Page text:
Two separate but coincidentally occurring events could not have had more in common..

On Friday, Sept. 14, slow-moving Hurricane Florence, the product of a bathwater-warm Atlantic Ocean, started carving out swirling paths of destruction along the coasts of North and South Carolina, methodically doing what hurricanes do best — flooding homes and businesses, and knocking out power and other infrastructure, then advancing inland and drenching much of both Southern states with torrential rain. In the end, 37 people died, with an estimated $17 billion in damage done.

Also that Friday, the Global Climate Action Summit in sunny and warm San Francisco was in its second day, with Friday featuring speeches from such high-level Democratic leaders as former Vice President Al Gore, who won the Nobel Prize for his work on “An Inconvenient Truth,” a book and film about the devastation caused and yet to be wrought by climate change, and former US Sen. and Secretary of State John Kerry. It was Kerry who signed the Paris Climate Accord a year before President Trump pulled the US out of the global pact.

But it was California Gov. Jerry Brown who people — and many of the nation’s political and business leaders in attendance — came to see, hear and meet, although Brown reportedly only spoke for a total of 75 seconds, according to a report on the conference by the Los Angeles Times. But that was long enough for a defiant Brown to declare California will launch its “own damn satellite” to measure greenhouse gas emissions around the world in an effort to reverse global warming.

Brown may not have spoken a long time to the crowd during the two-day conference, but the governor had some 22 invitation-only meetings, including conversations with officials from four states and 17 foreign countries, according to the Times.

“He figures out where he thinks the world should go, then he tries to explain to people why and bring them along,” former New York Mayor Michael Bloomberg, a Republican and co-chair of the summit along with Brown, told the newspaper.

Was what happened in the Carolinas last weekend the result of climate change? Some say no. Other researchers, however, estimate the storm’s rainfall forecast is 50 percent higher because of warmer oceans and more moisture in the atmosphere brought by global warming, according to the website Inside Climate News.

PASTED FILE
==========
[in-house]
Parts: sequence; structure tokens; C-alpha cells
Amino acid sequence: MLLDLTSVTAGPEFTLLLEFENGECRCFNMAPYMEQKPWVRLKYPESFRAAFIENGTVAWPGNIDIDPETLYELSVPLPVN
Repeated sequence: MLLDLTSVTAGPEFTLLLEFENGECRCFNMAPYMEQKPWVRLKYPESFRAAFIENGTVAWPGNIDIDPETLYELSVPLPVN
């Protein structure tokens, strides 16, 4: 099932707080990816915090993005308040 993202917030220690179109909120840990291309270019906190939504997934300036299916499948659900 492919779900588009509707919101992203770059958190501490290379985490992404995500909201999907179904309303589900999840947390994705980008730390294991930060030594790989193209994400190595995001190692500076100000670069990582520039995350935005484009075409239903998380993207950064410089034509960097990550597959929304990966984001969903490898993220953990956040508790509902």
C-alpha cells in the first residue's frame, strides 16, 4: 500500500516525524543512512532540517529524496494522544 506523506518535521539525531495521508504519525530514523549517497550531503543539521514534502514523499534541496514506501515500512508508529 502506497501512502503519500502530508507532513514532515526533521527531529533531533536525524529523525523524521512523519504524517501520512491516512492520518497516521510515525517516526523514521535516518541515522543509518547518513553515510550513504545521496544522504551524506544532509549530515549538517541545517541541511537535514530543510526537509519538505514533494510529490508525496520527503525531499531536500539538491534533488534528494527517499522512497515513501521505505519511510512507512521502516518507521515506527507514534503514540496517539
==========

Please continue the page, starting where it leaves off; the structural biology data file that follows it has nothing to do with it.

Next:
“Tropical cyclones are nothing new, of course. But climate scientists say that global warming should make such storms wetter, slower and more intense — which is exactly what seems to be happening. And if we fail to act, these kinds of devastating weather events will likely become even more frequent and more severe,” columnist Eugene Robinson wrote in the Washington Post on Monday.

“Some headlines have reported that Florence is a warning of what is to come. But in reality, it is a warning of what has already arrived,” Michael Mann, a professor of atmospheric science at Penn State, wrote in The Guardian last week.

“Far worse is to come if we don’t get serious, in a hurry, about acting on climate change. We must transition away from fossil fuels toward renewable energy even more rapidly, and we must elect politicians who will support such efforts,” Mann concluded.

Here in California, Brown is intent on launching one or more satellites to measure greenhouse gas emissions around the world, using private funds to pay for the project, which is a few years off.

“We’re under attack by a lot of people, including Donald Trump, but the climate threat still keeps growing,” the Times reported Brown saying at the conference. Trump pulled out of the Paris agreement in July 2017 because he said it was unfair to the United States and would hurt the economy, The Associated Press reported.

“So we want to know what the hell’s going on, all over the world, all the time. So we’re going to launch our own satellite, our own damn satellite, to figure out where the pollution is and how we are going to end it,” Brown said, according to the Times.

If we can take away any hope from this storm and others yet to come it is the knowledge that Gov. Brown will not fail to act when duty calls, much as the federal government has chosen to do. But, with Brown turning 80 last April, and leaving office at the end of this year, what we really need now is other leaders who will at least try to emulate that fighting spirit during all the hot and rainy days ahead.